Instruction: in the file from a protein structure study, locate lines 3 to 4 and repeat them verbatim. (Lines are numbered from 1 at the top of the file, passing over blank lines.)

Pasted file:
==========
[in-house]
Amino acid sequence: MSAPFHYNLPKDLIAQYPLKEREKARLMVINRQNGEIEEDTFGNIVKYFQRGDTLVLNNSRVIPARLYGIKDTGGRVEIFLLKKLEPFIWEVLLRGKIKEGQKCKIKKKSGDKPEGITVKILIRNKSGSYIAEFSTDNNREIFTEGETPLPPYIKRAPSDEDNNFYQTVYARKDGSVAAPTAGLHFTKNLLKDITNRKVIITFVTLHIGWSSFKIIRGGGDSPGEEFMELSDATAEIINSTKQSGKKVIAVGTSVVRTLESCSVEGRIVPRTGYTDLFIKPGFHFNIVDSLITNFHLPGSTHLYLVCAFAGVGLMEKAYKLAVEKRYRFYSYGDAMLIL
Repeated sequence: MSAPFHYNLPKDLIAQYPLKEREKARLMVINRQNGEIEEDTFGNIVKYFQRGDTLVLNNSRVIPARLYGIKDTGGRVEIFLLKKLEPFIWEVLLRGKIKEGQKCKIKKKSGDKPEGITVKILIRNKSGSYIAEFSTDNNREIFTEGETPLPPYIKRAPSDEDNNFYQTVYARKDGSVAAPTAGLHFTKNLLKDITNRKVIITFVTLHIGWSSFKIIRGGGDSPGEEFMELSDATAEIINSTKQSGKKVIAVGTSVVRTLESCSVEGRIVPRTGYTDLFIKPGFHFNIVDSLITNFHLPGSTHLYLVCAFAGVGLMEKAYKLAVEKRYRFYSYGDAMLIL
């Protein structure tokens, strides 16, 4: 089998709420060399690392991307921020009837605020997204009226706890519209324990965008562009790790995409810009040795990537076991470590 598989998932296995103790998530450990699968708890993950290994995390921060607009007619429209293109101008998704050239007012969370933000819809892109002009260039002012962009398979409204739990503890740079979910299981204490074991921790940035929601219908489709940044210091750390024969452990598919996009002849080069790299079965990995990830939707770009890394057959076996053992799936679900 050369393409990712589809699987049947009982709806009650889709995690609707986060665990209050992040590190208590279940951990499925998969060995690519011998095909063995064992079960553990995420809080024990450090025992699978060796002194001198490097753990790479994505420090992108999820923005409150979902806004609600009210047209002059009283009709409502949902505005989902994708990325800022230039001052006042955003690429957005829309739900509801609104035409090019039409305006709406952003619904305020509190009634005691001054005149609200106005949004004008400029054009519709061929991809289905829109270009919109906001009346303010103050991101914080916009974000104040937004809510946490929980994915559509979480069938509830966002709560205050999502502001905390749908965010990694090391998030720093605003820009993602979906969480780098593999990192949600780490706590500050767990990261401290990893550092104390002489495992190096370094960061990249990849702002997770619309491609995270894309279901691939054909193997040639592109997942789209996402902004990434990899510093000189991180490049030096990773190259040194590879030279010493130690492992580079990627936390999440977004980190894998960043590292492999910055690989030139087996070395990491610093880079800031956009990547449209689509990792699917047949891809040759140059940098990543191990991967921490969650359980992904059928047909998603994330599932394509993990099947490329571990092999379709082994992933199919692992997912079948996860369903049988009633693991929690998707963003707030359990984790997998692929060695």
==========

Repeated sequence: MSAPFHYNLPKDLIAQYPLKEREKARLMVINRQNGEIEEDTFGNIVKYFQRGDTLVLNNSRVIPARLYGIKDTGGRVEIFLLKKLEPFIWEVLLRGKIKEGQKCKIKKKSGDKPEGITVKILIRNKSGSYIAEFSTDNNREIFTEGETPLPPYIKRAPSDEDNNFYQTVYARKDGSVAAPTAGLHFTKNLLKDITNRKVIITFVTLHIGWSSFKIIRGGGDSPGEEFMELSDATAEIINSTKQSGKKVIAVGTSVVRTLESCSVEGRIVPRTGYTDLFIKPGFHFNIVDSLITNFHLPGSTHLYLVCAFAGVGLMEKAYKLAVEKRYRFYSYGDAMLIL
């Protein structure tokens, strides 16, 4: 089998709420060399690392991307921020009837605020997204009226706890519209324990965008562009790790995409810009040795990537076991470590 598989998932296995103790998530450990699968708890993950290994995390921060607009007619429209293109101008998704050239007012969370933000819809892109002009260039002012962009398979409204739990503890740079979910299981204490074991921790940035929601219908489709940044210091750390024969452990598919996009002849080069790299079965990995990830939707770009890394057959076996053992799936679900 050369393409990712589809699987049947009982709806009650889709995690609707986060665990209050992040590190208590279940951990499925998969060995690519011998095909063995064992079960553990995420809080024990450090025992699978060796002194001198490097753990790479994505420090992108999820923005409150979902806004609600009210047209002059009283009709409502949902505005989902994708990325800022230039001052006042955003690429957005829309739900509801609104035409090019039409305006709406952003619904305020509190009634005691001054005149609200106005949004004008400029054009519709061929991809289905829109270009919109906001009346303010103050991101914080916009974000104040937004809510946490929980994915559509979480069938509830966002709560205050999502502001905390749908965010990694090391998030720093605003820009993602979906969480780098593999990192949600780490706590500050767990990261401290990893550092104390002489495992190096370094960061990249990849702002997770619309491609995270894309279901691939054909193997040639592109997942789209996402902004990434990899510093000189991180490049030096990773190259040194590879030279010493130690492992580079990627936390999440977004980190894998960043590292492999910055690989030139087996070395990491610093880079800031956009990547449209689509990792699917047949891809040759140059940098990543191990991967921490969650359980992904059928047909998603994330599932394509993990099947490329571990092999379709082994992933199919692992997912079948996860369903049988009633693991929690998707963003707030359990984790997998692929060695």